NASHVILLE, Tenn. -- Buddy Miller says these days it's not unusual for duet partners to cut their love songs syllable by syllable while never even seeing each other: "In this town especially that's what happens."
That's why the veteran Music City producer and band leader was so astounded by what he witnessed in the early days of working on the music for the television show "Nashville." He was nervous about his session with Clare Bowen and Sam Palladio because their song "If I Didn't Know Better," written by John Paul White of The Civil Wars and Arum Rae, was challenging and served as a pivotal moment in the pilot. It had to be right, and that depended on the young actors being able to pull it off.
"They didn't know they didn't have to memorize the song or look each other in the eyes when you're singing a love song," Miller said. "For those two who'd never sung in a studio before to go in there, look each other in the eyes with the song memorized and sing the song, I had goose bumps and so did everybody else in the room. ... That had a whole lot more soul in it than most of the stuff that gets cut in this town."
The music of "Nashville," at 9 p.m. Wednesedays, has been as much a star on the hourlong ABC drama as Connie Britton, Hayden Panettiere, Charles Esten, Jonathan Jackson, Bowen and Palladio. Yes, each really does sing his or her own part, and so far fans seem to be responding, buying more than 800,000 digital singles. Panettiere's "Telescope" has even cracked top 40 at country radio. The show's soundtrack will be released by Big Machine Records.
The actors say they pay as much attention to the music as their lines. T Bone Burnett, husband of show creator Callie Khouri, oversees the music on the show and has signed up veteran producers and songwriting friends like White and Civil Wars partner Joy Williams and Elvis Costello, to name just a few, and set up a live band of trusted players. Each song is shaped in the studio before it's taped for television.
"They're like little plants and they're all very well taken care of by the right people," Bowen said.
Choosing the right songs has been a lot like choosing the right dialogue or location. Miller said each becomes a part of the character's story, helping to push the narrative along. For Bowen and Palladio, who play the aspiring -- and mutually infatuated -- singers Scarlett and Gunner, the key moment was "If I Didn't Know Better."
For stars Britton and Panettiere, who play rivals country divas Rayna and Juliette, the key moment came a few weeks ago when they took the stage at Ryman Auditorium for their own duet, "Wrong Song." After weeks of spiteful relations, the two temporarily put aside their differences and the song served as a touchstone for both disgruntled characters.
Miller calls Britton's performance "fierce" and the 45-year-old actress says moments like those were the reason she chose to pursue the part.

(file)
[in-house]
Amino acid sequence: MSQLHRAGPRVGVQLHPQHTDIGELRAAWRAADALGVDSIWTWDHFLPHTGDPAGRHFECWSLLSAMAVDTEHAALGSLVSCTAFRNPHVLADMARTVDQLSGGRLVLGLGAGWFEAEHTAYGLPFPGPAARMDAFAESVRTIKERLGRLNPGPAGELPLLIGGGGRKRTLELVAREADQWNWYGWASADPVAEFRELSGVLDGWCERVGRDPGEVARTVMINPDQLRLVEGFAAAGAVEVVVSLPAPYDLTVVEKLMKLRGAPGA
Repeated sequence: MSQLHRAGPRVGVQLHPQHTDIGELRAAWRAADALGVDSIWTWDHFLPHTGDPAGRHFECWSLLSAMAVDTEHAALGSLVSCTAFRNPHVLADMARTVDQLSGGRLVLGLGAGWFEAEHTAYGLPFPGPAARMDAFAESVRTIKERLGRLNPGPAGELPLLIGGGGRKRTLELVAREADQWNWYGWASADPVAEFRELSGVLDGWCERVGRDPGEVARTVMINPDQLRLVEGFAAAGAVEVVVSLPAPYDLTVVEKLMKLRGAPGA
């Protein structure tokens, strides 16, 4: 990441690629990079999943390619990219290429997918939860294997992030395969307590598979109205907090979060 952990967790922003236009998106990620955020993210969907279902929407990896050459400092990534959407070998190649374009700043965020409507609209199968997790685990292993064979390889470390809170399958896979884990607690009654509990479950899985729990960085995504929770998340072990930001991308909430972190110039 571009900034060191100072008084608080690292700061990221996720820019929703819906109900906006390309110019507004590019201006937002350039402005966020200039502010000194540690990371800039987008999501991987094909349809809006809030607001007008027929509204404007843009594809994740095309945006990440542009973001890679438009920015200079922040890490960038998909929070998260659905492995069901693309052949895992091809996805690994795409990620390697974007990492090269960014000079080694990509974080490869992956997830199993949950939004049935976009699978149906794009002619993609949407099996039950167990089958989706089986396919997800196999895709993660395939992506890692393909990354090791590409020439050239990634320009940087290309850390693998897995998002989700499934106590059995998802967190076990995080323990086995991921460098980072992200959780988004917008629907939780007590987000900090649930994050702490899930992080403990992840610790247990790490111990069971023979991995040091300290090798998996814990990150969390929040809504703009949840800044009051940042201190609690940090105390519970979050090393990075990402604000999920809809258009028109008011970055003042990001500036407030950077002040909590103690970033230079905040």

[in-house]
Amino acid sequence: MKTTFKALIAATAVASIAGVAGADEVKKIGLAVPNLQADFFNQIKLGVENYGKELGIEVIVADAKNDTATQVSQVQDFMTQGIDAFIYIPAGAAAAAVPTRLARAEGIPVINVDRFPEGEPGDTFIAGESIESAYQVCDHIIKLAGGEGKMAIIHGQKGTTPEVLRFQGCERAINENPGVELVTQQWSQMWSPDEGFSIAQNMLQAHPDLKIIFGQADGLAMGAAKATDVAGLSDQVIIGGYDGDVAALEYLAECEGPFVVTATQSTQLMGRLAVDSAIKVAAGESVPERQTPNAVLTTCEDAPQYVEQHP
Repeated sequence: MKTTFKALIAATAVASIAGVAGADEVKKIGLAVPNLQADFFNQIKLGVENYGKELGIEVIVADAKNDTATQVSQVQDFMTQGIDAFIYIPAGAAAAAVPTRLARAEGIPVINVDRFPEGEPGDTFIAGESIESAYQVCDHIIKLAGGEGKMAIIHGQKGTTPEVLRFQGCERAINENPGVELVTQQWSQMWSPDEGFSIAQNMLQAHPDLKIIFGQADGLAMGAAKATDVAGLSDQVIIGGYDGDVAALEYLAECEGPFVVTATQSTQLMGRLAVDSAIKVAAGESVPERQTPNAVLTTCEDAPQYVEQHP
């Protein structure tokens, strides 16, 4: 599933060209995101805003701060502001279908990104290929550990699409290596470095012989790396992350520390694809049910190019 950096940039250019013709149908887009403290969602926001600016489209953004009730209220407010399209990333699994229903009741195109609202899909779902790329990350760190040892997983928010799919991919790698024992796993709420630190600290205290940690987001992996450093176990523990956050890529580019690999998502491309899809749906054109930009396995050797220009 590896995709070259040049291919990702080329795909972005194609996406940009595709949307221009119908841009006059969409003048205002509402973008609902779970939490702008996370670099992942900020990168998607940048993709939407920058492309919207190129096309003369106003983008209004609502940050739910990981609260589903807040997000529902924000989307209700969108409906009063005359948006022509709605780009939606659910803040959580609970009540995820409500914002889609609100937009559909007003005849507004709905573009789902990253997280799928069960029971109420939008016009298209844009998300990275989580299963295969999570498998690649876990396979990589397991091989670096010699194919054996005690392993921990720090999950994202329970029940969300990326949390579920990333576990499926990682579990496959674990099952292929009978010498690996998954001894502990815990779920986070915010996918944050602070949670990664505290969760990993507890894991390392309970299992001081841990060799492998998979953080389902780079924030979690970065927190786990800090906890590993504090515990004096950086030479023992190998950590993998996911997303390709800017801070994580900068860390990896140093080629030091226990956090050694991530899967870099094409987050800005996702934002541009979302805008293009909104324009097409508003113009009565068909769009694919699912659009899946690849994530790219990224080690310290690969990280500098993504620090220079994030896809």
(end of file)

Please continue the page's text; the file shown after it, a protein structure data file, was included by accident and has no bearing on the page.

"Once you hit 40 you sort of feel like you're sort of set in your ways and kind of know what you're good at," Britton said. Taking a risk and going beyond her comfort zone brought a lot of challenges and fear, she said. "But it's also good to know you can always throw yourself something new and at the end of the day, at least for me, when I really stretch is when I feel alive and really feel the rewards of that hard work."
Most of the actors had some background in musical performance, but it's been years since Britton gave up singing to focus solely on acting. Her performances have been a revelation for fans and critics alike, and her peers are repeatedly astounded.
"Just because somebody's an actress doesn't mean they're a rock star, but she's doing it," Bowen said. "Like the scene at the Ryman, she's a rock star. She's amazing and she's just pulling things that we are like, `Where did you get that from? That's beautiful.' And I think she's got the most challenging job. The show is on her shoulders and she's blazing the most amazing trail for it."
Like Miller, Palladio uses the word fierce to describe Britton: "She's just got a lot of strings to her bow. To come from 'Friday Night Lights' to 'American Horror Story' to then 'Nashville' is just such a leap. It shows her versatility, I think."
Britton started the transformation by working with voice coach Valerie Morehouse and aims much of the credit for the show's musical success and her own metamorphosis at Burnett. She called the Grammy- and Oscar-winning producer "a completely generous artist."
"I think the reason why so many people want to work with him is because he has this amazing ability to challenge me and at the same time make me feel completely safe and excited to take risks," Britton said. "He has the ability to bring out your true voice. I just feel so fortunate to have had the opportunity to have done that."